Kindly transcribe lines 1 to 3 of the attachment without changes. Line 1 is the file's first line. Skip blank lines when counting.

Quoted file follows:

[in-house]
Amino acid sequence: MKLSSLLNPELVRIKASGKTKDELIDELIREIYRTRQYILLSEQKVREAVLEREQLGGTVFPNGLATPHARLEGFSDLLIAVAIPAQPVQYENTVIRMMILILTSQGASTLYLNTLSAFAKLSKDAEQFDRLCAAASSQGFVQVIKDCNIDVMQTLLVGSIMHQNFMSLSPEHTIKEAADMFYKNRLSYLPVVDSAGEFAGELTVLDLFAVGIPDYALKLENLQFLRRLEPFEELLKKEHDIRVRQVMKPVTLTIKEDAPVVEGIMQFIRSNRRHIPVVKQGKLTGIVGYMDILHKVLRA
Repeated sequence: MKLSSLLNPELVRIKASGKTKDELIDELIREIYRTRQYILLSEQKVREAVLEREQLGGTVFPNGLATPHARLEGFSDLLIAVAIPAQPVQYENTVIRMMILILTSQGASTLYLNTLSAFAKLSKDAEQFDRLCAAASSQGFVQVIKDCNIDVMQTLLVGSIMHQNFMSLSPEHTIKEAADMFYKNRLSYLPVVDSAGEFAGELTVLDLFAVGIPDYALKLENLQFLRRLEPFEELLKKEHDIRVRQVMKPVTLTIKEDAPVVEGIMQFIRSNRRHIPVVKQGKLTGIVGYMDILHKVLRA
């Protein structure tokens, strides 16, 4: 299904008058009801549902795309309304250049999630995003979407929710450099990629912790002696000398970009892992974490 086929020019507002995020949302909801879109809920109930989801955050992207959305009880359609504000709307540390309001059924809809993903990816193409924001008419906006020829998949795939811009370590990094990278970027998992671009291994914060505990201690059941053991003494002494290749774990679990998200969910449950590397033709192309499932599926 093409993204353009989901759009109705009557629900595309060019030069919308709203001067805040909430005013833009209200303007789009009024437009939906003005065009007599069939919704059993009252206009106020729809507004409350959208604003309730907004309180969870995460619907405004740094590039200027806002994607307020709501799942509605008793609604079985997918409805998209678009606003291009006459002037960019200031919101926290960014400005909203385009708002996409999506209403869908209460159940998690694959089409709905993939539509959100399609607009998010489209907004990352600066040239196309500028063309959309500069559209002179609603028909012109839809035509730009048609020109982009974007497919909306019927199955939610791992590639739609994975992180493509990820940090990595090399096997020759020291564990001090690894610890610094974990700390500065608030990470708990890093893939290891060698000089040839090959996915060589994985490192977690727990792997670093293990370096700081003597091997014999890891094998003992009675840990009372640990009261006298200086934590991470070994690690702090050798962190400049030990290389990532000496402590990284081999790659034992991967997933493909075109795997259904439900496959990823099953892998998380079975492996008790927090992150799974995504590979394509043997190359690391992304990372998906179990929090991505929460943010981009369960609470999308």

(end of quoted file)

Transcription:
[in-house]
Amino acid sequence: MKLSSLLNPELVRIKASGKTKDELIDELIREIYRTRQYILLSEQKVREAVLEREQLGGTVFPNGLATPHARLEGFSDLLIAVAIPAQPVQYENTVIRMMILILTSQGASTLYLNTLSAFAKLSKDAEQFDRLCAAASSQGFVQVIKDCNIDVMQTLLVGSIMHQNFMSLSPEHTIKEAADMFYKNRLSYLPVVDSAGEFAGELTVLDLFAVGIPDYALKLENLQFLRRLEPFEELLKKEHDIRVRQVMKPVTLTIKEDAPVVEGIMQFIRSNRRHIPVVKQGKLTGIVGYMDILHKVLRA
Repeated sequence: MKLSSLLNPELVRIKASGKTKDELIDELIREIYRTRQYILLSEQKVREAVLEREQLGGTVFPNGLATPHARLEGFSDLLIAVAIPAQPVQYENTVIRMMILILTSQGASTLYLNTLSAFAKLSKDAEQFDRLCAAASSQGFVQVIKDCNIDVMQTLLVGSIMHQNFMSLSPEHTIKEAADMFYKNRLSYLPVVDSAGEFAGELTVLDLFAVGIPDYALKLENLQFLRRLEPFEELLKKEHDIRVRQVMKPVTLTIKEDAPVVEGIMQFIRSNRRHIPVVKQGKLTGIVGYMDILHKVLRA